Different pace of life, but similar testosterone levels and breeding behaviour of temperate and afrotropical songbirds.
Beate Apfelbeck* • Kim G. Mortega* • Heiner Flinks • Barbara Helm • Juan C. Illera • Jack Kiiru • Musa Makomba • Pat Smiddy • Wolfgang Goymann
Avian life histories vary with latitude in a predictable way: tropical birds produce smaller clutches of offspring, but live longer than birds from temperate zones. These differences in life history are accompanied by lower metabolic rates of tropical compared to temperate birds and a slower “pace of life” in the tropics. Especially in the neotropical constant environments of lowland rain forests many birds seem to breed almost year-round and with low levels of territorial behaviour and low levels of the reproduction-facilitating hormone testosterone.
Our model system, the stonechat species complex Saxicola torquata spp., occupies a wide geographical range, lives in afrotropical and temperate environments and is, therefore ideal to study the effect of environment on territorial behaviour and testosterone in birds. Similar to their European relatives, African stonechats are seasonal breeders with a breeding season of roughly 5 months.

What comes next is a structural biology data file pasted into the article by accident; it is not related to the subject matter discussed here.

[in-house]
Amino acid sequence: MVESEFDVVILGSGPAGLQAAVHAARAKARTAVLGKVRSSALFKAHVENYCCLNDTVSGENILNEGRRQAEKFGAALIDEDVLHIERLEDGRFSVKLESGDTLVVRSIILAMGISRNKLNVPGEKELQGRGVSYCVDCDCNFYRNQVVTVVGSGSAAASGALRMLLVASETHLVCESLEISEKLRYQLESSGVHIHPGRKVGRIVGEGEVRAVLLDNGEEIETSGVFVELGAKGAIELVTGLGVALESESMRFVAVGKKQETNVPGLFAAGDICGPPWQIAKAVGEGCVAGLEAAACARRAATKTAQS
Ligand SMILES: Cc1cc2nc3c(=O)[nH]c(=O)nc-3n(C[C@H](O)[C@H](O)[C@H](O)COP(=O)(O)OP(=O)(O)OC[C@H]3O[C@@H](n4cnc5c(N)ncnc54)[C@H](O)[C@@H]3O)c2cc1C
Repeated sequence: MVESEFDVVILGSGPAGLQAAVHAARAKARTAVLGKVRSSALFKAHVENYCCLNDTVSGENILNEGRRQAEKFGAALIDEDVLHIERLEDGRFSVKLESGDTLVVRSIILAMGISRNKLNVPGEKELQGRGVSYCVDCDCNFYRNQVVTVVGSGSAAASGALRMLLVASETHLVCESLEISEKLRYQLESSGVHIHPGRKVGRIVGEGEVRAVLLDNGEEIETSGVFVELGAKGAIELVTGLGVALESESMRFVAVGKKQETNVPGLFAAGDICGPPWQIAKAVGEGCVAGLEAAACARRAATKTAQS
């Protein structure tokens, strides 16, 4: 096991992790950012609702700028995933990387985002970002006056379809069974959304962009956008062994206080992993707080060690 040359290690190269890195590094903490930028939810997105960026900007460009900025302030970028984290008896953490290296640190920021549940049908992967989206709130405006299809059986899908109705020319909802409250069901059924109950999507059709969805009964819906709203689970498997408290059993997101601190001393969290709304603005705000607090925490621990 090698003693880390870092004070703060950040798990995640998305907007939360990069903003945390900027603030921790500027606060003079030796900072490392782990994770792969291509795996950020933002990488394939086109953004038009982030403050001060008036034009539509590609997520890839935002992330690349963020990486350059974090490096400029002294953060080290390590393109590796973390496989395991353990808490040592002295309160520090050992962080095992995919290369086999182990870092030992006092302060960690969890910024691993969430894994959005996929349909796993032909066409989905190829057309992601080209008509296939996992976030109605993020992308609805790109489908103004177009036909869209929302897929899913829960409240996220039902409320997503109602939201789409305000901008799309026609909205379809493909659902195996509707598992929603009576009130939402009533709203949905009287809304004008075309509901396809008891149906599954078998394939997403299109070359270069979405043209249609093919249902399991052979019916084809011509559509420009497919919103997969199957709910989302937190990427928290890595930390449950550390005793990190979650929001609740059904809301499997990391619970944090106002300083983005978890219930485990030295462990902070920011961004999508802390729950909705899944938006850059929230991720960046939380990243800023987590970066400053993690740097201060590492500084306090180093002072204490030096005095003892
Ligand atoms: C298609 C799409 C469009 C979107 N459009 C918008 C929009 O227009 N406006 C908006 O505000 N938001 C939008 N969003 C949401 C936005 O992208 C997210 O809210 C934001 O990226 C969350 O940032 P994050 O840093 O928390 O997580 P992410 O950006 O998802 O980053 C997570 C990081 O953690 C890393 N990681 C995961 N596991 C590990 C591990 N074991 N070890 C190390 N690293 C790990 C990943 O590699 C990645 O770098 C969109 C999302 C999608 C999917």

Samples were collected from several closely related stonechat species/populations in tropical East Africa (n=9; 173 individuals; Saxicola torquata axillaris; altitudinal range: 1376 – 2500 m asl; in the years 2012 – 2013) and in Europe (n=6; 201 individuals; Saxicola torquata rubicola, in the years 2009 – 2013).
Previous studies and our own data show that African stonechats follow indeed the predicted slow pace of life with smaller clutches, but longer life-spans. However, this is not mirrored in their reproductive physiology: African stonechats have as high levels of testosterone during breeding as their European counterparts. At both latitudes testosterone levels are especially high during nestbuilding. Furthermore, we find that African stonechats respond as vigorously to a simulated territorial intruder as European stonechats and similar to testosterone, their behavioural response is highest during nestbuilding.
Despite a unifying slow pace of life in the tropics, tropical environments vary greatly in seasonality. At the moment studies on the reproductive physiology and behaviour of birds are strongly biased to neotropical birds living in relatively constant environments. Our study shows that results from these studies cannot be generalized to all tropical environments.